How to Prevent Password Spraying Attacks
Bad cyber actors are what the kids these days would call “try hards.” They do everything they can think of to get into your accounts. One tactic is password spraying. In case you don’t know about it, this article gives the basics and shares strategies to prevent this type of attack.
You’re probably familiar with hackers trying many different password combinations with the username. Web security services know about this form of attack, too. That’s why you can get locked out of your site for trying the wrong password too many times.
This brings us to password spraying. The cyber criminals have found a way to get around the-three-tries-and-you’re-out-of-luck defense. Instead of one user and many passwords, they use one password with many different usernames.
Think how easy this could be. Your company database is online for people to contact your employees. The bad actor takes email@example.com, firstname.lastname@example.org, email@example.com, and so on, or they buy a list of usernames on the Dark web. Then, they try common passwords for every one of those individuals.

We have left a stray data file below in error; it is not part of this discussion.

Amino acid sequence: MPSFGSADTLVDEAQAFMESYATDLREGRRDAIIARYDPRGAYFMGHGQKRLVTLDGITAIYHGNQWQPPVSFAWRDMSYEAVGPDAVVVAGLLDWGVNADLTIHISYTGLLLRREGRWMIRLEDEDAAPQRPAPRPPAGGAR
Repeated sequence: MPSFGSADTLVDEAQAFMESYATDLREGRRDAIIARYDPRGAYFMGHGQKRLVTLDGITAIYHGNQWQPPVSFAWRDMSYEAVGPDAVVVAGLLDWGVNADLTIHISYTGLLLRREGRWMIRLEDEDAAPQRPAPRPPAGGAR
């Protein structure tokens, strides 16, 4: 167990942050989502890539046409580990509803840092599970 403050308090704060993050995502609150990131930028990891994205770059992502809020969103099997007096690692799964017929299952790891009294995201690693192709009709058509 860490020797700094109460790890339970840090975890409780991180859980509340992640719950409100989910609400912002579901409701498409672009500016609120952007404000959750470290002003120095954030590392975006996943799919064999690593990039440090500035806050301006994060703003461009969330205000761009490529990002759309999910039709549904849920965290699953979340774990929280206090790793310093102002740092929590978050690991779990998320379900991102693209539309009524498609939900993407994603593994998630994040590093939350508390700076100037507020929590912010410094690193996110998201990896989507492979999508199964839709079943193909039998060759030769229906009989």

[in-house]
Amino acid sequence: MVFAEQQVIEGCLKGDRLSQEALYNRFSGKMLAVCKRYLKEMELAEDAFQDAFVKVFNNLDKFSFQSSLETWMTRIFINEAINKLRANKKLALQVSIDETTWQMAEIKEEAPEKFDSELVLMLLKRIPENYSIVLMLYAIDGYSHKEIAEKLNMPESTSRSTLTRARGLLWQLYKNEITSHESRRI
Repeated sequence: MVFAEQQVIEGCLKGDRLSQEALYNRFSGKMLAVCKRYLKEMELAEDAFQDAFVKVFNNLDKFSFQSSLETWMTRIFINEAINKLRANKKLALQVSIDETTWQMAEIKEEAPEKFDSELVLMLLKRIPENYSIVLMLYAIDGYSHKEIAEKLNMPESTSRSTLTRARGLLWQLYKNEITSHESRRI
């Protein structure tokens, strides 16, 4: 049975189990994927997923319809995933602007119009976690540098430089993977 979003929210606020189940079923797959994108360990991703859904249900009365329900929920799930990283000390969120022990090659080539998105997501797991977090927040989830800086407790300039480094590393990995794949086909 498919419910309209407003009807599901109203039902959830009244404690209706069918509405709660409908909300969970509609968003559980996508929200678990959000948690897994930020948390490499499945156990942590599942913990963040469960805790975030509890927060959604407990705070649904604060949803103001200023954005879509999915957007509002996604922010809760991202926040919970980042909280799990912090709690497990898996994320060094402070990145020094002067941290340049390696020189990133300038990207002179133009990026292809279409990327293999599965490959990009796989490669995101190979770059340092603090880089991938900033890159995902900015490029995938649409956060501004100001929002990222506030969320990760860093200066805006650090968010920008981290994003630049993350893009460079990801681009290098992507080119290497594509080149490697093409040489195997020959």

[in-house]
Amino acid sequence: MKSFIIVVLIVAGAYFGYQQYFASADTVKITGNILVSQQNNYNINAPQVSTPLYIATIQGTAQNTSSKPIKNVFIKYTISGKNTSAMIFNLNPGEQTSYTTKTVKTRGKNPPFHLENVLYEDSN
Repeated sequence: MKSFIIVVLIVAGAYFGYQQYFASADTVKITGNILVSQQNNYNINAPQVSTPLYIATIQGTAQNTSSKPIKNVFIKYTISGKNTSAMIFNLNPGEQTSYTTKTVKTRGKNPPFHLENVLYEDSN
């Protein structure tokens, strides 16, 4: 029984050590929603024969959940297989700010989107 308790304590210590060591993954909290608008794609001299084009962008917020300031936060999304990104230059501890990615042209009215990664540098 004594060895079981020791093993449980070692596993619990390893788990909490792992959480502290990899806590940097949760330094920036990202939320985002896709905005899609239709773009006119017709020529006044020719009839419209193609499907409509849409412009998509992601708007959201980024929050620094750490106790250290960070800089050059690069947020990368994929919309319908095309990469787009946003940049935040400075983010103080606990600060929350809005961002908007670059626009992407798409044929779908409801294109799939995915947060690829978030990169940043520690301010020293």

“Abc123,” “123456,” and … ugh … “password” are still frequently in use worldwide as passwords. So, it’s not that much of a stretch for a hacker to be able to get in with one of these common permutations.
The brute-force attack runs through a long list of users before trying the next “wrong” password. So, by the time it has finished going through the list of users with the password “abc123”, enough time has passed to avoid lockouts, and the hacker tries another password from the user list.
What to do about password spraying
The most obvious thing? Stop using any of the passwords that appear on the most commonly used worldwide lists! Do you think no one would still be using these obvious options? In 2021, there were more than 3.5 million reported uses of the “123456” password. “Password” came in second with 1.7 million reported uses. Both take less than a second to crack.
So, prefer more complicated passwords. This doesn’t have to mean that users add seven numbers, six symbols, and three capitalized letters. The National Institute of Standards and Technology (NIST) guidelines suggest length is more important. So, users can create longer yet easier-to-remember passwords.
IT administrators can also force users to change passwords at their first login to new applications. NIST further recommends checking every new password against a breached password list.
Multifactor authentication helps, as well. This requires the user to verify themselves with access credentials and extra authentication. This might be a code sent via text to a smartphone or could involve an authentication app such as Manage by MYKI .
It’s also a good idea to segment your networks so that users access only what they need to. Limiting user access can minimize the damage done if there is a breach.
Put password best practices in place